Saturday, 6 July 2002

Jonathan Carroll: The Marriage of Sticks (1999)

Edition: Gollancz, 1999
Review number: 1104

The basic scenario of The Marriage of Sticks is typical, I believe, of Carroll's novels (I've only read one other, The Land of Laughs, but this is what I gather). It starts off naturalistically, but gradually strange things begin to happen. In this case, central character Miranda Romanac attends a high school reunion which is spoilt when she hears that the childhood sweetheart James Stillman she expected to see again died some years ago. Returning to her life as a bookdealer in New York, she makes the acquaintance of a fascinating elderly woman, who knew everyone intimately (people like Hemingway and the famous artists of the twenties). Leaving this woman's apartment, she sees James across the street, which turns out only to be the first in a series of bizarre encounters and events.

Both in this novel and The Land of Laughs, the strange events which happen are connected to ideas about fate. Carroll's first novel is about how it might feel to be part of a book, and know that the events in your life are written as fiction by another. Here, fate is fixed for most people, but Miranda is able to change things. This is described mainly through the effects it has on the lives of the others with whom she interacts - James Stillman doesn't have a life-changing experience when she refuses to go on a teenage spree that would have led to imprisonment; a later lover leaves his wife for her when they were meant to stay together.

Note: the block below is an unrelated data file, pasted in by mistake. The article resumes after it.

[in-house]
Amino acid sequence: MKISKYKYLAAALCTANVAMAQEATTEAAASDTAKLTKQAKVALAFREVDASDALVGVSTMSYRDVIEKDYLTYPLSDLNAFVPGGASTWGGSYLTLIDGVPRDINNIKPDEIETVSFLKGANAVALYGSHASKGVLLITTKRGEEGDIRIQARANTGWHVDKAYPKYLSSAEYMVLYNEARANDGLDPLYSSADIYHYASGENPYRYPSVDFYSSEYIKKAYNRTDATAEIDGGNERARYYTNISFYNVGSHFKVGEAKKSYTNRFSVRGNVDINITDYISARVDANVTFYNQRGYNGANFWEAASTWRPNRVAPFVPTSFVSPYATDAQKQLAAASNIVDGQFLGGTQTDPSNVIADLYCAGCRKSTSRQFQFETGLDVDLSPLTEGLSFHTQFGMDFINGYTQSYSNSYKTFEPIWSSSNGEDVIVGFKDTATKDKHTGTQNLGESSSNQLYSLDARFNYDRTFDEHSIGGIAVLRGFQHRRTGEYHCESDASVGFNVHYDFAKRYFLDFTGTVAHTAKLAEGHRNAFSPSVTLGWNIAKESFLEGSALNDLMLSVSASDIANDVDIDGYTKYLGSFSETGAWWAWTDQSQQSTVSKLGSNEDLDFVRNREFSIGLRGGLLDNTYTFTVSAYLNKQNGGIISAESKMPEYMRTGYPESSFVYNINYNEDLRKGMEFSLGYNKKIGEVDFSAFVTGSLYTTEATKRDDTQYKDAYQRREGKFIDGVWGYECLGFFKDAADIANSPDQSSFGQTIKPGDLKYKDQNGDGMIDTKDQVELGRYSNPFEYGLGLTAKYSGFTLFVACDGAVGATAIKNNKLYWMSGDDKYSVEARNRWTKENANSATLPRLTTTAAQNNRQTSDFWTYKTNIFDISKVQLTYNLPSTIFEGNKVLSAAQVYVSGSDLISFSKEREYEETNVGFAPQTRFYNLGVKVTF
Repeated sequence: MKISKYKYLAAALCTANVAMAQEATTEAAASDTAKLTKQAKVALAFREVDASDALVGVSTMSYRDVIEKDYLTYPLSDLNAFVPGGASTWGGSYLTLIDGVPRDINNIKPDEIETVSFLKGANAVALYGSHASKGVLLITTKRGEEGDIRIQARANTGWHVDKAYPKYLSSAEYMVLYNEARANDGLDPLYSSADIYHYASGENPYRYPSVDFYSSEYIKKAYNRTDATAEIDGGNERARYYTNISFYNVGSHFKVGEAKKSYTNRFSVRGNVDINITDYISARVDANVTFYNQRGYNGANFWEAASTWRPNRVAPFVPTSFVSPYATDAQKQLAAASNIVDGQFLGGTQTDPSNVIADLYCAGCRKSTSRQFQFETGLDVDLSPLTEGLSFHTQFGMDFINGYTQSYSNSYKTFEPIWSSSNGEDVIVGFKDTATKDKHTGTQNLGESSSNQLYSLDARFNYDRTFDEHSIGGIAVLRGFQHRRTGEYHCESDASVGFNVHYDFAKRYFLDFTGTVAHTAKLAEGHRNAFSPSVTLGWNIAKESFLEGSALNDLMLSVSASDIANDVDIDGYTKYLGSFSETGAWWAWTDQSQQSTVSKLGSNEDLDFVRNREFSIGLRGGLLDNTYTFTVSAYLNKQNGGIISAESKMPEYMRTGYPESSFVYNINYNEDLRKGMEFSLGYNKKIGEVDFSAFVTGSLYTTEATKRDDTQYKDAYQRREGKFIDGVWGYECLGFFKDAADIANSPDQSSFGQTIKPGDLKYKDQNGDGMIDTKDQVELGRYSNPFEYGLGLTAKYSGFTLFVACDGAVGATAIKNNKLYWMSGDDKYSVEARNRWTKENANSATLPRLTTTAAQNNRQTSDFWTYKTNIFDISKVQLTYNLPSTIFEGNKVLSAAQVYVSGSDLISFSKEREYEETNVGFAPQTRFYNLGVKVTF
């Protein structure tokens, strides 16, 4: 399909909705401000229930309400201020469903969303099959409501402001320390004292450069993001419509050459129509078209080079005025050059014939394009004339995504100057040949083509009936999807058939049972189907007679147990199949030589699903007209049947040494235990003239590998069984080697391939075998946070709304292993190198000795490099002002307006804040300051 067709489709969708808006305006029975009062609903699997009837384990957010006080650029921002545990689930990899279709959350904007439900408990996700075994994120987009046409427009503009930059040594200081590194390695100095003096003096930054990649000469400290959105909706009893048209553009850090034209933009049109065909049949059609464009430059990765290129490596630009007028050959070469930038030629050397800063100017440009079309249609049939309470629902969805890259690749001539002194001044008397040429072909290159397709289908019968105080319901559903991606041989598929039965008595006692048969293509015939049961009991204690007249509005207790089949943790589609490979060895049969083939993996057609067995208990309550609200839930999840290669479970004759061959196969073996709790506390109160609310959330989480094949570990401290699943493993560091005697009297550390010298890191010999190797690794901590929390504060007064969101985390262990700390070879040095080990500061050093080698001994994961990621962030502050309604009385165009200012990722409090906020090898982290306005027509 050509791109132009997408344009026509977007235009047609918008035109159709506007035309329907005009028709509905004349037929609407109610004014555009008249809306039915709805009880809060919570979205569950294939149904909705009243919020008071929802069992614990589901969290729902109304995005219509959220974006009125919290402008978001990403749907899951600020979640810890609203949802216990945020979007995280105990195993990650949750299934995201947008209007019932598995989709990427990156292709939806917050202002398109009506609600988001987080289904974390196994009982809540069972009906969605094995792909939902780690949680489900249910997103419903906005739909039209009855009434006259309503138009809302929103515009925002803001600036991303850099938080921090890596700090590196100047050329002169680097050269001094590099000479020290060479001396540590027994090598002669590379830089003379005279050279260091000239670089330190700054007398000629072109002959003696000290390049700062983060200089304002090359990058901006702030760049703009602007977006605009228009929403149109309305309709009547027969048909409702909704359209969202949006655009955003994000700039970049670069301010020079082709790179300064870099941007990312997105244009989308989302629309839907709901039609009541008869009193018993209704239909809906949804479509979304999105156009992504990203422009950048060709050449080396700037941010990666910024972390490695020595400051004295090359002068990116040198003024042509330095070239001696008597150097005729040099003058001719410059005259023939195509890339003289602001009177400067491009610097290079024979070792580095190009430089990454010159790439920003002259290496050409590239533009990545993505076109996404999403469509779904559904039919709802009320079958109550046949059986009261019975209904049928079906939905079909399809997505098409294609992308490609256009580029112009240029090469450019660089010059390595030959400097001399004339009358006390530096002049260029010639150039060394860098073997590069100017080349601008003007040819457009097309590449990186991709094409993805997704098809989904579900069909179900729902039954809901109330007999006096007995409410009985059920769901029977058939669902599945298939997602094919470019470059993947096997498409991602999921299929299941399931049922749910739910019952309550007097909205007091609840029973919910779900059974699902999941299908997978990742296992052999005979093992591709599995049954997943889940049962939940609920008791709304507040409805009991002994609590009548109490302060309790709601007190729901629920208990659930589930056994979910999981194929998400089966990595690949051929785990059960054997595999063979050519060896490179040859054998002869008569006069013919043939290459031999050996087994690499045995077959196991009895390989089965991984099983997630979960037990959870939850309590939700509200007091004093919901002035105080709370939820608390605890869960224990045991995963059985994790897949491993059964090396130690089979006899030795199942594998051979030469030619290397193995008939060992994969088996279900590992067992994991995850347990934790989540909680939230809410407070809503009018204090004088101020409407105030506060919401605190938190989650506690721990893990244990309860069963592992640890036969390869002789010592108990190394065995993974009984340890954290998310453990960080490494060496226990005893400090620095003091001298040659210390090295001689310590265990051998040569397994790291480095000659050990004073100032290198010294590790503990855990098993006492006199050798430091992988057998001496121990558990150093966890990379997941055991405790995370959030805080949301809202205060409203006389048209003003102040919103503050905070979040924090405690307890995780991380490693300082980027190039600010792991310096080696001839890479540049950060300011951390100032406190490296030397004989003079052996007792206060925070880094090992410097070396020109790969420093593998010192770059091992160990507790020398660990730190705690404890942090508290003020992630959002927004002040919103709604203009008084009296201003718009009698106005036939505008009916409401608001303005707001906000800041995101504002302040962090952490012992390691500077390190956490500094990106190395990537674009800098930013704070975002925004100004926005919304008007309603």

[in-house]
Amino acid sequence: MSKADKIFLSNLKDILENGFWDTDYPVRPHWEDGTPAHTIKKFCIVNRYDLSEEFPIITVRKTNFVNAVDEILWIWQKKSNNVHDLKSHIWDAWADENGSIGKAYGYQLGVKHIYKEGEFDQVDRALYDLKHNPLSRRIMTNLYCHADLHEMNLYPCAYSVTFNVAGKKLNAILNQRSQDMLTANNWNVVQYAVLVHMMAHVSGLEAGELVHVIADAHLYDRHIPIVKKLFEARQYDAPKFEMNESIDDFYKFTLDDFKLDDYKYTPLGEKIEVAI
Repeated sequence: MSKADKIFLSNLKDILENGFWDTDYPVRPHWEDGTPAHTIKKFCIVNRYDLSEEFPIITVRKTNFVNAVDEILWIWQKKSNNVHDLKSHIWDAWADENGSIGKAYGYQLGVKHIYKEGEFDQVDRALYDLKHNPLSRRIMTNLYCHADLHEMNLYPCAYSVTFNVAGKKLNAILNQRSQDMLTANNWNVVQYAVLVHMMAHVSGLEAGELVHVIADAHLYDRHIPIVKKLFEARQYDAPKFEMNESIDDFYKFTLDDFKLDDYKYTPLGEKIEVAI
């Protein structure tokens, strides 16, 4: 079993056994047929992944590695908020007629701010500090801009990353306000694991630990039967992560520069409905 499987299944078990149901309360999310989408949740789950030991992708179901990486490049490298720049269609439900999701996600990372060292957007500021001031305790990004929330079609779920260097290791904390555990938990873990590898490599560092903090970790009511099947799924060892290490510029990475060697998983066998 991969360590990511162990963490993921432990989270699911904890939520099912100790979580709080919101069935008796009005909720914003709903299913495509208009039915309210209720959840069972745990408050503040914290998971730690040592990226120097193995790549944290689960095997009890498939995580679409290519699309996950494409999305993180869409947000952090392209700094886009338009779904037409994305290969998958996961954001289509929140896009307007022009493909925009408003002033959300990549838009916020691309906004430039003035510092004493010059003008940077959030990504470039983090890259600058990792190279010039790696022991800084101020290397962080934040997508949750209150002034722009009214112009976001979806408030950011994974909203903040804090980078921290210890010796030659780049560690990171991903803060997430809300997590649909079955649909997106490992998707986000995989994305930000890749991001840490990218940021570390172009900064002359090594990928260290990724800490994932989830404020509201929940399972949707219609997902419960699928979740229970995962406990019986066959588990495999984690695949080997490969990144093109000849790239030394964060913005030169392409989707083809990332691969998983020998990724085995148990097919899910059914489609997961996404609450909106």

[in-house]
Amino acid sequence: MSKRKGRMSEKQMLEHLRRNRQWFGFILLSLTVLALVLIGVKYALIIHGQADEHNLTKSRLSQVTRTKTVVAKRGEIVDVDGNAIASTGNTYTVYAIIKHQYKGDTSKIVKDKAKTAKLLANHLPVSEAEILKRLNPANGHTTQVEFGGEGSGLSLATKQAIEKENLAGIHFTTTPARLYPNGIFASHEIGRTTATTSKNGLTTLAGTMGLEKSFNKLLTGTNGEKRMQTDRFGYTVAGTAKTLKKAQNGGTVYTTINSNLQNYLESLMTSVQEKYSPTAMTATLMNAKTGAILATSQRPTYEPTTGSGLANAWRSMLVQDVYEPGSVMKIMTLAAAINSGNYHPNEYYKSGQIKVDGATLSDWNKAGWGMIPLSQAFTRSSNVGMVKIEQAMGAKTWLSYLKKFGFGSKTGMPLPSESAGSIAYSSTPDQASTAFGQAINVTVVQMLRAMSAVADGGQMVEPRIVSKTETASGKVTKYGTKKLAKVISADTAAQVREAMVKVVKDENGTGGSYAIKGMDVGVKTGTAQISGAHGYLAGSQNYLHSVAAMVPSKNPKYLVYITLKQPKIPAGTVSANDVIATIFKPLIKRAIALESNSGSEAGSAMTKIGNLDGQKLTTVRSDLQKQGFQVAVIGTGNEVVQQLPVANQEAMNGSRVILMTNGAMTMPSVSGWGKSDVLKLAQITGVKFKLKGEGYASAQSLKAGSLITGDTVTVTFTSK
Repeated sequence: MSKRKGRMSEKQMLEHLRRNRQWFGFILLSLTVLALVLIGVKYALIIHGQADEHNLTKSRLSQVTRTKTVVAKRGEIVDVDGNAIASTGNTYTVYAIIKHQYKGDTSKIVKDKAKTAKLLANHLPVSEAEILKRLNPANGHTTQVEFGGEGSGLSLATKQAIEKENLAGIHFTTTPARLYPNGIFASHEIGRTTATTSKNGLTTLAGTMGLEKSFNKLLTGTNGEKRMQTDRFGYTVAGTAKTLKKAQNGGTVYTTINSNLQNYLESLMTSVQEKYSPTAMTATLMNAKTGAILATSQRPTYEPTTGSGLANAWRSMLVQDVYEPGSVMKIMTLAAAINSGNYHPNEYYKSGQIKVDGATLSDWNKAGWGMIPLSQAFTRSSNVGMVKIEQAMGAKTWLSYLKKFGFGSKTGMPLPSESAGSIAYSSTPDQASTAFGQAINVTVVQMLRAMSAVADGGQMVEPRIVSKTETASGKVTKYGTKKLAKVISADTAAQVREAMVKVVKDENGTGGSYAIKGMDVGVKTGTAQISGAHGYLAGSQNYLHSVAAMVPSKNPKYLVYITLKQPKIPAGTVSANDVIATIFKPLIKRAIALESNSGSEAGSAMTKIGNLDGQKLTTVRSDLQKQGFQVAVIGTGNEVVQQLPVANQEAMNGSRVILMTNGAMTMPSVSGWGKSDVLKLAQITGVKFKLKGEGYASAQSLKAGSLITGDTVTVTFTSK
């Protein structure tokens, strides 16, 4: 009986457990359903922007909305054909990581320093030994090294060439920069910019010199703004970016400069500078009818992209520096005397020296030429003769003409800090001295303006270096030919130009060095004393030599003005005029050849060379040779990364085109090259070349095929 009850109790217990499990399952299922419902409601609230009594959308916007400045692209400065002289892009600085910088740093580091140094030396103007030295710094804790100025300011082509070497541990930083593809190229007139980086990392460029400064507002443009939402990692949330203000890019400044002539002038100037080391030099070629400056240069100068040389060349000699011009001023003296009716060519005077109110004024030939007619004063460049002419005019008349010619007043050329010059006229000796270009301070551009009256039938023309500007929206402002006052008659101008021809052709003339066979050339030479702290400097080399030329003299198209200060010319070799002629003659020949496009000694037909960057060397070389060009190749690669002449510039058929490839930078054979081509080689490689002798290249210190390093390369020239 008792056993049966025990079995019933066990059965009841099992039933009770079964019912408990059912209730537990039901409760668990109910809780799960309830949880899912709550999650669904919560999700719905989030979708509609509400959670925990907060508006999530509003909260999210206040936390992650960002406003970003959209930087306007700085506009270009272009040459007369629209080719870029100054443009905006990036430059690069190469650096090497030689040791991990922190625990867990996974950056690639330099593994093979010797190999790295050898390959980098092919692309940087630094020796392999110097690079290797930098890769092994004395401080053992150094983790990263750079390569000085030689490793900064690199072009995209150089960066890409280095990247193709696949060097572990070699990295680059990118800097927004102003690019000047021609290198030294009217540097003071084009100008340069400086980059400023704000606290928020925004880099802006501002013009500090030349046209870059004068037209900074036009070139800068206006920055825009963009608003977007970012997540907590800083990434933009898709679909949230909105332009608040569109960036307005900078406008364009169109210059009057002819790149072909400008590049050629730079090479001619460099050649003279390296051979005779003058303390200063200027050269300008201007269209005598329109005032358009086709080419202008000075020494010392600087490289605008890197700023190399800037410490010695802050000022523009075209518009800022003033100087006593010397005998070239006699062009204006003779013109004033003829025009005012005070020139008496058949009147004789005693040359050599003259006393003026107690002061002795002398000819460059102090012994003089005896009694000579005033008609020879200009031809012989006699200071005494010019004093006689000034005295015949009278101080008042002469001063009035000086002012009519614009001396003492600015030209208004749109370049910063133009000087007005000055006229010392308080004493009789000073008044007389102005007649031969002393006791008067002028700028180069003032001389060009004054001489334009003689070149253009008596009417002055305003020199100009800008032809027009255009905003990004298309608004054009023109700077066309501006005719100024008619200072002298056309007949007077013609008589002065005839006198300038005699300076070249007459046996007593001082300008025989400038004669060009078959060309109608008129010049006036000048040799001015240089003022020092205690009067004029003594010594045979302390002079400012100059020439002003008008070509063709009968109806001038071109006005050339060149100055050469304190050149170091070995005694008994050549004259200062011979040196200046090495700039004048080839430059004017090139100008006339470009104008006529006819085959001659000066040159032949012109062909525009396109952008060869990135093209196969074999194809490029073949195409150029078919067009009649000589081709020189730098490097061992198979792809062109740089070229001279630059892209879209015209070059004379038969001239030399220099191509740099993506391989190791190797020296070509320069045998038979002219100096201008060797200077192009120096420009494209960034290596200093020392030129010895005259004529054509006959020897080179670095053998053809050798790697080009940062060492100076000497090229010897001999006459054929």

The title comes from an idea suggested to Miranda by this lover. When some significant event occurs, find a stick and write the date on it (presumably these characters always carry a penknife and a pen). Keep the sticks to stimulate memories, but when you are old and have no more need of them, put them together and burn them, a fire Carroll calls the marriage of sticks. This is presumably something that will bring a kind of closure, an idea which becomes important in the second part of the novel. (How can a person find closure at the end of their life if it has been deflected from its intended course?)

The Marriage of Sticks is an intense novel, and I found reading it an intense experience. A lot of it is about death and mourning, and it brought back memories of that kind from my own life. Not then for the recently bereaved, but recommended for anyone else.

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